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Funding

Songtradr chalks up $106 million Series E as Epic Games joins cap table following Bandcamp sale

- November 21, 2023 2 MIN READ
Paul Wiltshire
Songtradr founder and CEO Paul Wiltshire
Patience and persistence have paid off for US-based music licensing marketplace Songtradr, founded by expat Australian songwriter and entrepreneur Paul Wiltshire, after raising US$70 million (A$106m) in a Series E after a 20-month hunt for investors.

That figure is well short of ambitions for a US$170m (A$235m at the time) raise at a US$500m valuation, flagged in March last year.

By the end of 2022, the business had trimmed its capital requirements to US$30-40 million at a US$370m valuation, before ramped them up again two months later in February this year, seeking US$67m after announcing it would buy listed UK music platform 7Digital for US$23 million (A$34m).

The good news is the Series E reportedly values Songtradr at US$530 million (A$807m), just a month after bolting on another M&A deal – the online record store and music community Bandcamp, acquired from Epic Games.

The terms and price of that deal were not disclosed, however, Epic has joined Songtradr’s cap table as investor in the Series E.

Also chipping in for a third time was Wisetech Global (ASX: WTC) founder and CEO Richard White, along with other existing investors Perennial Private Investments and Argo Investments (ASX:ARG). Last year Argo increased the value of its stake in Songtradr to $11.6 million at around $43.50 a share, up from $2.6 million at $26.60 a share in 2021.

Epic Games, parent company of Fortnite, surprised many in March 2022, when it acquired Bandcamp, a music marketplace for musicians to sell their music and retain 82% of the profits. But after losing a series of global legal battles it instigated against tech giants Apple and Google, Epic is now in its own world of pain, recently laying off 16% of its staff and offloading assets.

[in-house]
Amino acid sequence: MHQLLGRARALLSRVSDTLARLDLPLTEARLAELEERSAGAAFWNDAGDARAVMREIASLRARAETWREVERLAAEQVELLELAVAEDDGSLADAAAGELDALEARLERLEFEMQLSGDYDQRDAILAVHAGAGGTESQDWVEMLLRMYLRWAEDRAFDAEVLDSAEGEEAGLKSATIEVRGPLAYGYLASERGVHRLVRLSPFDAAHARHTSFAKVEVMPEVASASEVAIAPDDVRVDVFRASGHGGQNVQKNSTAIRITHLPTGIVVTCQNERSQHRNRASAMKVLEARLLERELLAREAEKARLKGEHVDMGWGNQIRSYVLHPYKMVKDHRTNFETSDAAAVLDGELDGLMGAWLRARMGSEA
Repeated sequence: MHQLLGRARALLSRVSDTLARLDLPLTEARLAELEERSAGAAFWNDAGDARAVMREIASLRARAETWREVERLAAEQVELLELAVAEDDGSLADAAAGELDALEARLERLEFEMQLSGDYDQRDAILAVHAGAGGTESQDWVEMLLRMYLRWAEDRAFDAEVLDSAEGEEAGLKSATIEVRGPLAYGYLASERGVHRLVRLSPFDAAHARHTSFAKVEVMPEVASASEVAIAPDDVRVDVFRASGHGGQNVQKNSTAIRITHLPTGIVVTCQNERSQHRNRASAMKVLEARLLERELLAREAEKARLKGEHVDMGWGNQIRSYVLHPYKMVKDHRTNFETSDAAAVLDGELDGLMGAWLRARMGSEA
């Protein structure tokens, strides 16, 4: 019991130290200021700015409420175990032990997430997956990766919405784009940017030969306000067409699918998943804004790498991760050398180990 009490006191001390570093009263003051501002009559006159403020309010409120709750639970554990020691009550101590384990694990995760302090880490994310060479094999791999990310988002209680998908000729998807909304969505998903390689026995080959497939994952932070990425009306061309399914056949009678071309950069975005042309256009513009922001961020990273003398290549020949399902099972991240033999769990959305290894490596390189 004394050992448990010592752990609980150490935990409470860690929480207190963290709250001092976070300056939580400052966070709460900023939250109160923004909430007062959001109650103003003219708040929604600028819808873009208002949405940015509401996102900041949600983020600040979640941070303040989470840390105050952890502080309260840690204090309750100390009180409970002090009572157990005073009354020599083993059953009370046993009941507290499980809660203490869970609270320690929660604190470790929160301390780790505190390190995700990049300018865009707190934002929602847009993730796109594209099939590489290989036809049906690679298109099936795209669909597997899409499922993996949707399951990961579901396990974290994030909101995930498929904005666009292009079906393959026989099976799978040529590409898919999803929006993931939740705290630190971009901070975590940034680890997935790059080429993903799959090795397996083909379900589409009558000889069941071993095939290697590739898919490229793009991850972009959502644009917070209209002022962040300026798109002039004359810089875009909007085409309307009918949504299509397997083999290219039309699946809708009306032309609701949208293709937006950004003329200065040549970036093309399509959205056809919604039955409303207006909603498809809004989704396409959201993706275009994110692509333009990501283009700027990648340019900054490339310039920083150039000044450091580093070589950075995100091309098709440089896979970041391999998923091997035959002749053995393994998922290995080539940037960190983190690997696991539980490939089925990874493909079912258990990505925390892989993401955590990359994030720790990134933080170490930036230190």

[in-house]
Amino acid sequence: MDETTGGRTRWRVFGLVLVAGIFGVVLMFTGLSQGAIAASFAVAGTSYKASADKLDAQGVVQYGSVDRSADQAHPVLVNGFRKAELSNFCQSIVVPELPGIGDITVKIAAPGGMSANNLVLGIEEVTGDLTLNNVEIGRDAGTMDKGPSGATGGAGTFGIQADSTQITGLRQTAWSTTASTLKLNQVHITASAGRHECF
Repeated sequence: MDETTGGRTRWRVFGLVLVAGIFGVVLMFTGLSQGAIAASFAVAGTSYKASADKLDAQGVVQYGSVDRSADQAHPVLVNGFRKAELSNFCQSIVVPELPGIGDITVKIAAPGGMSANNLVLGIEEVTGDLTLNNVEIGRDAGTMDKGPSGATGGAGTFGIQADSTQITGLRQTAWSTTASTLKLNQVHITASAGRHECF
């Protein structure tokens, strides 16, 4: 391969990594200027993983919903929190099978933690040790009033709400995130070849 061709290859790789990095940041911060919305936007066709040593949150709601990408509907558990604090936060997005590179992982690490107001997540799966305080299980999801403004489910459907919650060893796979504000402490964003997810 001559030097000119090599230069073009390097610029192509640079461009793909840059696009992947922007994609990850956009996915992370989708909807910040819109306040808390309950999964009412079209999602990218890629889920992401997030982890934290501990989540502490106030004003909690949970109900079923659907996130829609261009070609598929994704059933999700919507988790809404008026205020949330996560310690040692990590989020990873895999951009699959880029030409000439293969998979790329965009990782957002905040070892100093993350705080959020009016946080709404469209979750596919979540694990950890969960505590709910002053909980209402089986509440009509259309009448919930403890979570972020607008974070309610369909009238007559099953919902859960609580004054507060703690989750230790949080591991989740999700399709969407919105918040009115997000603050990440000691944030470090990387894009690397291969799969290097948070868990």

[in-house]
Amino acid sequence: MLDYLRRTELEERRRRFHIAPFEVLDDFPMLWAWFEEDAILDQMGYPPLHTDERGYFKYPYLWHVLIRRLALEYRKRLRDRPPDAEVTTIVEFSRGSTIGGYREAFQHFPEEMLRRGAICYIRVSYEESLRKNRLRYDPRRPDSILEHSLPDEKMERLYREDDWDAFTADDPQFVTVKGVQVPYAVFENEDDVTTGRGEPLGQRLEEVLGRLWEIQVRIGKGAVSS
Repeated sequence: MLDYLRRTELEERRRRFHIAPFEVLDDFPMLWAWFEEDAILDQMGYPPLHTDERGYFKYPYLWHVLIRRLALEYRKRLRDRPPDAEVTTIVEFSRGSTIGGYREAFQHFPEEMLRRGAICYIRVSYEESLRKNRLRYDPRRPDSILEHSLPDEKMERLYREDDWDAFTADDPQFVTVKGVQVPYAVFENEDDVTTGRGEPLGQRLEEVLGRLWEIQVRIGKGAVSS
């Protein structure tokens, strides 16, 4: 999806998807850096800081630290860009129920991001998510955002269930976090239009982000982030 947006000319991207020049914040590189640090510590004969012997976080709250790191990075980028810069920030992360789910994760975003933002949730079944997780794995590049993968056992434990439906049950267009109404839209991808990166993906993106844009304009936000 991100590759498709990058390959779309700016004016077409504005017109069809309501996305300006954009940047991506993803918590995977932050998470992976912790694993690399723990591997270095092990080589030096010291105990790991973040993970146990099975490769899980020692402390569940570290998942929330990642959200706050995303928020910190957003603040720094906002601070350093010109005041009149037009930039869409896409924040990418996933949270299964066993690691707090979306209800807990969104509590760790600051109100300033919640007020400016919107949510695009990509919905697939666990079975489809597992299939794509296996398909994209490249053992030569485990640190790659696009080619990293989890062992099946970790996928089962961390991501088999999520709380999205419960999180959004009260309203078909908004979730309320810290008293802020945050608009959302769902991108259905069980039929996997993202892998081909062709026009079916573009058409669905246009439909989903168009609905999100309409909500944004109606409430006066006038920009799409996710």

Bandcamp also been squeezed, and saw its headcount cut in half as its new ownerr took control, with more than 100 staff departing at the handover last month.

Songtradr said ahead of the acquisition that “based on its current financials, Bandcamp requires some adjustments”.

 

It’s nearly 2.5 years since the music licensing marketplace, founded in 2014 after Paul Wiltshire relocated to Los Angeles, raised $66 million in a Series D at a US$300 million (A$400m) valuation.  White, a former AC/DC guitar technician, backed that round alongside Australian institutional investors Regal, Aware Super, Perennial, Argo and Greencape. He previously invested in Songtradr’s US$30m series C in August 2020, along with Trevor St Baker.

Like White at Wisetech, Paul Wiltshire has built has business through a series of mergers and acquisitions, including the world’s largest creative music agency, MassiveMusic, in 2021. Other acquisitions over the last four years include Tunefind, Big Synch Music, Pretzel, sound design firm Song Zu, UK sync licensing venture Cuesongs, and AI metadata and music search company Musicube last year, along with 7Digital and Bandcamp in 2023. It also a stake in invested in ASX-listed music data company Jaxsta.

Songtradr bills itself as “the world’s largest B2B music company”, offering a marketplace for music buyers ranging from ad agencies, to streaming platforms, film, TV, and gaming companies. It now has offices in 17 cities across 12 countries as is social media platform TikTok’s “sound partner” for music licensing, also working with clients such as Disney, Netflix, Apple, Coca-Cola, Amazon and Google.

 

 

 

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